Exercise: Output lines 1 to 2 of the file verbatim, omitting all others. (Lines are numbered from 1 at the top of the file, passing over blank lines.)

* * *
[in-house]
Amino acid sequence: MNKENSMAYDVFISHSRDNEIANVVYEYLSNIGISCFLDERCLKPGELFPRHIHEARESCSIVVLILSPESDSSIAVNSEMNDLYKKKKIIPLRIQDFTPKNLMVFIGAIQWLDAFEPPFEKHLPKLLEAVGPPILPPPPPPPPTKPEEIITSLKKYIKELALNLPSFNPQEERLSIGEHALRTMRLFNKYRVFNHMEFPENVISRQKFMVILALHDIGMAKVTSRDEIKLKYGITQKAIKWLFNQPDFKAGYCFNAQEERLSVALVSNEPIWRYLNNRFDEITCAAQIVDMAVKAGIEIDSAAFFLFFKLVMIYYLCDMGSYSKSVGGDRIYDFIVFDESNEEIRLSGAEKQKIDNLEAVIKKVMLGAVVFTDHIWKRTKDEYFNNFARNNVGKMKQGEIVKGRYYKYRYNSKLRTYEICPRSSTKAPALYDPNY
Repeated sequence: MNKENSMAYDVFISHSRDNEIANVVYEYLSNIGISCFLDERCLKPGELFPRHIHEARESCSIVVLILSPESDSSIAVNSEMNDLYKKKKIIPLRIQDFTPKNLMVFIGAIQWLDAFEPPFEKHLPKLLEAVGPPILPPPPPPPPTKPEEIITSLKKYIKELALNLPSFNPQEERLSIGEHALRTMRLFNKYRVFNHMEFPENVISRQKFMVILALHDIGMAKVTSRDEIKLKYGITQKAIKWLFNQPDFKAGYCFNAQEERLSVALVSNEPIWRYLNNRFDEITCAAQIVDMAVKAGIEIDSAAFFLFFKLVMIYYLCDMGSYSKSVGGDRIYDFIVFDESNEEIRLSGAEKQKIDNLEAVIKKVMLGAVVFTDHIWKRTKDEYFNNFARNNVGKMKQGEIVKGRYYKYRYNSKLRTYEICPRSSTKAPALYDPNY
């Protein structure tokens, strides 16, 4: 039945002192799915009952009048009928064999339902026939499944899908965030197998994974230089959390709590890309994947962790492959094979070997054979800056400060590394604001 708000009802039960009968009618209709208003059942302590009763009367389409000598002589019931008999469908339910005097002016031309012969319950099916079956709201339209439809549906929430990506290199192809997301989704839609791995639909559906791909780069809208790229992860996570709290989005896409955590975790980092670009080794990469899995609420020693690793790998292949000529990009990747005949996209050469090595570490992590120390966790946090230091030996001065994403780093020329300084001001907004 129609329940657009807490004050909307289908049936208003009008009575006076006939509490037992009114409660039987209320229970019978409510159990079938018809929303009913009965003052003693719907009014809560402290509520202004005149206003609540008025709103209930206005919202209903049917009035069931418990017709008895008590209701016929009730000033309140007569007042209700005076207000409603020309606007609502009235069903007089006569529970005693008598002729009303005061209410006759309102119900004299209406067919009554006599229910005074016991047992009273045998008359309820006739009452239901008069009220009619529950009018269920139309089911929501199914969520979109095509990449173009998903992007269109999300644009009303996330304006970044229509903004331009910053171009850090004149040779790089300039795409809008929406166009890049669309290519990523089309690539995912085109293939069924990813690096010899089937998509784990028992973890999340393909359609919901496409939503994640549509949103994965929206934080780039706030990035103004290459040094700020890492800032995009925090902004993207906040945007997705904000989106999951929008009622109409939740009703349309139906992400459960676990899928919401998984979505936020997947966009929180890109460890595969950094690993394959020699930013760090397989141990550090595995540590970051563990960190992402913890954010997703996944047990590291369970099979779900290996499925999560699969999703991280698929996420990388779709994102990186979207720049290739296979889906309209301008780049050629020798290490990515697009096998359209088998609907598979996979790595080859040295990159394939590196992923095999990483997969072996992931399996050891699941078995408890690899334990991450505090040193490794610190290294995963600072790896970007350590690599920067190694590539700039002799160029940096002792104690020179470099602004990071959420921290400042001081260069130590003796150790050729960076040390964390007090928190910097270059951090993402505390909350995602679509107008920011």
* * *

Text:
[in-house]
Amino acid sequence: MNKENSMAYDVFISHSRDNEIANVVYEYLSNIGISCFLDERCLKPGELFPRHIHEARESCSIVVLILSPESDSSIAVNSEMNDLYKKKKIIPLRIQDFTPKNLMVFIGAIQWLDAFEPPFEKHLPKLLEAVGPPILPPPPPPPPTKPEEIITSLKKYIKELALNLPSFNPQEERLSIGEHALRTMRLFNKYRVFNHMEFPENVISRQKFMVILALHDIGMAKVTSRDEIKLKYGITQKAIKWLFNQPDFKAGYCFNAQEERLSVALVSNEPIWRYLNNRFDEITCAAQIVDMAVKAGIEIDSAAFFLFFKLVMIYYLCDMGSYSKSVGGDRIYDFIVFDESNEEIRLSGAEKQKIDNLEAVIKKVMLGAVVFTDHIWKRTKDEYFNNFARNNVGKMKQGEIVKGRYYKYRYNSKLRTYEICPRSSTKAPALYDPNY